- To ensure implementation of afforestation programs for achieving a minimum of 33% forest cover as per the National Forest Policy, 1988.
- To prepare and implement guidelines on water rate structure for various water usages commensurate with the production and scarcity value of the resource.
- To ensure community participation with a view to harnessing traditional knowledge at all stages in the holological approach to water resource management.
Mr. Mehta placed an organizational chart which recommended the establishment of offices of Central Groundwater Board all over the country. The recommendation stated that the Central Government may consider issuing a notification constituting the Board itself as an Authority under Section 3(3) of the Act. With the notification designating the Board as and authority under the Act, it would have all the statutory powers under the Act and it would be in a position to have effective control all over India.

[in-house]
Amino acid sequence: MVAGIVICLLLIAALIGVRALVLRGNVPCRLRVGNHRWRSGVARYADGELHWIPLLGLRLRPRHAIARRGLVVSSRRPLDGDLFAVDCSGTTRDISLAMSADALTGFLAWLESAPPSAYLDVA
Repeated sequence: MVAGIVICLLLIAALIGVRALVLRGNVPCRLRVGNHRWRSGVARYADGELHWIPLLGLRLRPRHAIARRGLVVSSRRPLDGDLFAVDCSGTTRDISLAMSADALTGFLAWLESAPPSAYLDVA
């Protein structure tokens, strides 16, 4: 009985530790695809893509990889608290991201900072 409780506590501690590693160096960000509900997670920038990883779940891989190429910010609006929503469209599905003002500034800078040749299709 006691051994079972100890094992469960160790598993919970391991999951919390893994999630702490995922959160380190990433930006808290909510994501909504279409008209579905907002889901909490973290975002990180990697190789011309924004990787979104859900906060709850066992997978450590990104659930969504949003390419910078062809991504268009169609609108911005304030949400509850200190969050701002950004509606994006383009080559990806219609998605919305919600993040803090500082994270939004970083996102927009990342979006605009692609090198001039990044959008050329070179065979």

Additional Secretary of Ministry of Water Resources also filed affidavit which stated that the organizational presence of the Board in the country is efficient to undertake the responsibilities desired by this Court.
Mr. M.C. Mehta contended that keeping in view the declining level of underground water all over the country, it is necessary to regulate withdrawal of the underground water. He stated that there were legislations in 6 States to regulate the water resources development but the underground water is being exploited all over the country without any regulations. It was therefore rightly suggested by NEERI in its Report that an Authority under the Act should be constituted with the powers necessary to deal with the situation created by the depletion of the groundwater levels